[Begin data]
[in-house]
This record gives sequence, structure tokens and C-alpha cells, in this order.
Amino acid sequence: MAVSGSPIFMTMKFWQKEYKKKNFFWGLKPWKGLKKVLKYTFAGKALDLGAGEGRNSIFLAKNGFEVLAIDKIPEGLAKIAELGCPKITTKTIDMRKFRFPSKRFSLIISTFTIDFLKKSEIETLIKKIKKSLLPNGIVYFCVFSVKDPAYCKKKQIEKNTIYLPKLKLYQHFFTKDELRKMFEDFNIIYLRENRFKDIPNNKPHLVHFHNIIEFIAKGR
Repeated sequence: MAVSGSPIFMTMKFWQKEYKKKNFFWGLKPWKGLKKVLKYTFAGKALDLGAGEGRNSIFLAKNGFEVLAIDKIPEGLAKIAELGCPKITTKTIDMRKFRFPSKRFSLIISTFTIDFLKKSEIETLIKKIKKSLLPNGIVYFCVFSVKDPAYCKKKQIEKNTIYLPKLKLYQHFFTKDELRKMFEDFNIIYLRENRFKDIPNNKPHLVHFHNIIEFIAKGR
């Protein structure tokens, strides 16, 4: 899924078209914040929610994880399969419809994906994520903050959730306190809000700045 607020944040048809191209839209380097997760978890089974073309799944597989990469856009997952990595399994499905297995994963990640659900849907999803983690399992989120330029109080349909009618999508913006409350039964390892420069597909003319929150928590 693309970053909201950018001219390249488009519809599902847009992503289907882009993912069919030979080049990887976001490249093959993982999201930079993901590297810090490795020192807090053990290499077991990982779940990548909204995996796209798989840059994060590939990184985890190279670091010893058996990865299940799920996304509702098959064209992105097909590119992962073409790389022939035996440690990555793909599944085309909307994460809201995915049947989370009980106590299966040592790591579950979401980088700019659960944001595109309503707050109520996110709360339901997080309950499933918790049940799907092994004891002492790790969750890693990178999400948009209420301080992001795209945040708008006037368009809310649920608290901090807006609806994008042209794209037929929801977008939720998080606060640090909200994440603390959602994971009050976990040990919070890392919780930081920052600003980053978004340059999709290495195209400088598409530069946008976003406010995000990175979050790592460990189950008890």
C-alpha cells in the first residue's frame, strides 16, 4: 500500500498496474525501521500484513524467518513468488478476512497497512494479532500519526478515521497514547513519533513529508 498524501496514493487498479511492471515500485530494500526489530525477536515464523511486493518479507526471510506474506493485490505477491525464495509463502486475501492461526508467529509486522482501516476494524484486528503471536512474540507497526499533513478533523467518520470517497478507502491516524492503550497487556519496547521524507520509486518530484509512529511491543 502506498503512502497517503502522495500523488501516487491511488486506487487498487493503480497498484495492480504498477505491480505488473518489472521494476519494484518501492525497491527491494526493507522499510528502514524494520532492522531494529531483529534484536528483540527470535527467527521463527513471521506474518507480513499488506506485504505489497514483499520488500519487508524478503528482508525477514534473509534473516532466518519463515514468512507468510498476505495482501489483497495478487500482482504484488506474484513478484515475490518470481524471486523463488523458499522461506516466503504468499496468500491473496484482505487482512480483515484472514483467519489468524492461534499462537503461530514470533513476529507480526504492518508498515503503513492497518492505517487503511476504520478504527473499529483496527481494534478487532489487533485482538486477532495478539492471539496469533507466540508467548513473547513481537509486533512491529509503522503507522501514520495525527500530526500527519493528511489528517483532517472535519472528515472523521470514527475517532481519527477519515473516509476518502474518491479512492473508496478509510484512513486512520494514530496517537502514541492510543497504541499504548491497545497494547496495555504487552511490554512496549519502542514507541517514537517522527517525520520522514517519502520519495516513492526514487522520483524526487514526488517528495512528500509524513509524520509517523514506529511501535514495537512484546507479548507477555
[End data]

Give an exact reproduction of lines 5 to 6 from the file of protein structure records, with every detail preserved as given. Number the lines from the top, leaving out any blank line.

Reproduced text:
């Protein structure tokens, strides 16, 4: 899924078209914040929610994880399969419809994906994520903050959730306190809000700045 607020944040048809191209839209380097997760978890089974073309799944597989990469856009997952990595399994499905297995994963990640659900849907999803983690399992989120330029109080349909009618999508913006409350039964390892420069597909003319929150928590 693309970053909201950018001219390249488009519809599902847009992503289907882009993912069919030979080049990887976001490249093959993982999201930079993901590297810090490795020192807090053990290499077991990982779940990548909204995996796209798989840059994060590939990184985890190279670091010893058996990865299940799920996304509702098959064209992105097909590119992962073409790389022939035996440690990555793909599944085309909307994460809201995915049947989370009980106590299966040592790591579950979401980088700019659960944001595109309503707050109520996110709360339901997080309950499933918790049940799907092994004891002492790790969750890693990178999400948009209420301080992001795209945040708008006037368009809310649920608290901090807006609806994008042209794209037929929801977008939720998080606060640090909200994440603390959602994971009050976990040990919070890392919780930081920052600003980053978004340059999709290495195209400088598409530069946008976003406010995000990175979050790592460990189950008890």
C-alpha cells in the first residue's frame, strides 16, 4: 500500500498496474525501521500484513524467518513468488478476512497497512494479532500519526478515521497514547513519533513529508 498524501496514493487498479511492471515500485530494500526489530525477536515464523511486493518479507526471510506474506493485490505477491525464495509463502486475501492461526508467529509486522482501516476494524484486528503471536512474540507497526499533513478533523467518520470517497478507502491516524492503550497487556519496547521524507520509486518530484509512529511491543 502506498503512502497517503502522495500523488501516487491511488486506487487498487493503480497498484495492480504498477505491480505488473518489472521494476519494484518501492525497491527491494526493507522499510528502514524494520532492522531494529531483529534484536528483540527470535527467527521463527513471521506474518507480513499488506506485504505489497514483499520488500519487508524478503528482508525477514534473509534473516532466518519463515514468512507468510498476505495482501489483497495478487500482482504484488506474484513478484515475490518470481524471486523463488523458499522461506516466503504468499496468500491473496484482505487482512480483515484472514483467519489468524492461534499462537503461530514470533513476529507480526504492518508498515503503513492497518492505517487503511476504520478504527473499529483496527481494534478487532489487533485482538486477532495478539492471539496469533507466540508467548513473547513481537509486533512491529509503522503507522501514520495525527500530526500527519493528511489528517483532517472535519472528515472523521470514527475517532481519527477519515473516509476518502474518491479512492473508496478509510484512513486512520494514530496517537502514541492510543497504541499504548491497545497494547496495555504487552511490554512496549519502542514507541517514537517522527517525520520522514517519502520519495516513492526514487522520483524526487514526488517528495512528500509524513509524520509517523514506529511501535514495537512484546507479548507477555